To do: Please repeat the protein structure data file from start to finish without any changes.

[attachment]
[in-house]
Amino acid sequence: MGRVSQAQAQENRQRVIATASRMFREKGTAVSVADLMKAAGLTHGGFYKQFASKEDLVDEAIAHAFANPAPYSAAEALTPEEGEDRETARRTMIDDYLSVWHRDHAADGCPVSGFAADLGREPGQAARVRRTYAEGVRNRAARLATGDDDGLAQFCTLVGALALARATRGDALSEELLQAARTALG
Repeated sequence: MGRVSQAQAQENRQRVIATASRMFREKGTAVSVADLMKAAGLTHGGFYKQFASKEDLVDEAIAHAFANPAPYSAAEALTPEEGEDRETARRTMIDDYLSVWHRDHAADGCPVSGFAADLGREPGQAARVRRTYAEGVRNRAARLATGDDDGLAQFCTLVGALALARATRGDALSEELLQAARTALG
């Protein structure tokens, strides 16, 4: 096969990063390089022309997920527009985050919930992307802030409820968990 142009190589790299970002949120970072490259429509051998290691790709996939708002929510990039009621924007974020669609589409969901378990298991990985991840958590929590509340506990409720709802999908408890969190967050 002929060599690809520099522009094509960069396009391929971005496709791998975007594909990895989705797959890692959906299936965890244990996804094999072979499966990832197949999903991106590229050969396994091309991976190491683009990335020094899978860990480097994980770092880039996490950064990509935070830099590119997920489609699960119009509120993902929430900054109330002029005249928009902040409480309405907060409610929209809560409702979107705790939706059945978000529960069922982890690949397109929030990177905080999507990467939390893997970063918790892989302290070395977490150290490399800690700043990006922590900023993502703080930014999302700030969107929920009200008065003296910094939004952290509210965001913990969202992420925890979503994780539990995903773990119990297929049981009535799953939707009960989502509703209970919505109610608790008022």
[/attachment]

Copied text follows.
[in-house]
Amino acid sequence: MGRVSQAQAQENRQRVIATASRMFREKGTAVSVADLMKAAGLTHGGFYKQFASKEDLVDEAIAHAFANPAPYSAAEALTPEEGEDRETARRTMIDDYLSVWHRDHAADGCPVSGFAADLGREPGQAARVRRTYAEGVRNRAARLATGDDDGLAQFCTLVGALALARATRGDALSEELLQAARTALG
Repeated sequence: MGRVSQAQAQENRQRVIATASRMFREKGTAVSVADLMKAAGLTHGGFYKQFASKEDLVDEAIAHAFANPAPYSAAEALTPEEGEDRETARRTMIDDYLSVWHRDHAADGCPVSGFAADLGREPGQAARVRRTYAEGVRNRAARLATGDDDGLAQFCTLVGALALARATRGDALSEELLQAARTALG
């Protein structure tokens, strides 16, 4: 096969990063390089022309997920527009985050919930992307802030409820968990 142009190589790299970002949120970072490259429509051998290691790709996939708002929510990039009621924007974020669609589409969901378990298991990985991840958590929590509340506990409720709802999908408890969190967050 002929060599690809520099522009094509960069396009391929971005496709791998975007594909990895989705797959890692959906299936965890244990996804094999072979499966990832197949999903991106590229050969396994091309991976190491683009990335020094899978860990480097994980770092880039996490950064990509935070830099590119997920489609699960119009509120993902929430900054109330002029005249928009902040409480309405907060409610929209809560409702979107705790939706059945978000529960069922982890690949397109929030990177905080999507990467939390893997970063918790892989302290070395977490150290490399800690700043990006922590900023993502703080930014999302700030969107929920009200008065003296910094939004952290509210965001913990969202992420925890979503994780539990995903773990119990297929049981009535799953939707009960989502509703209970919505109610608790008022």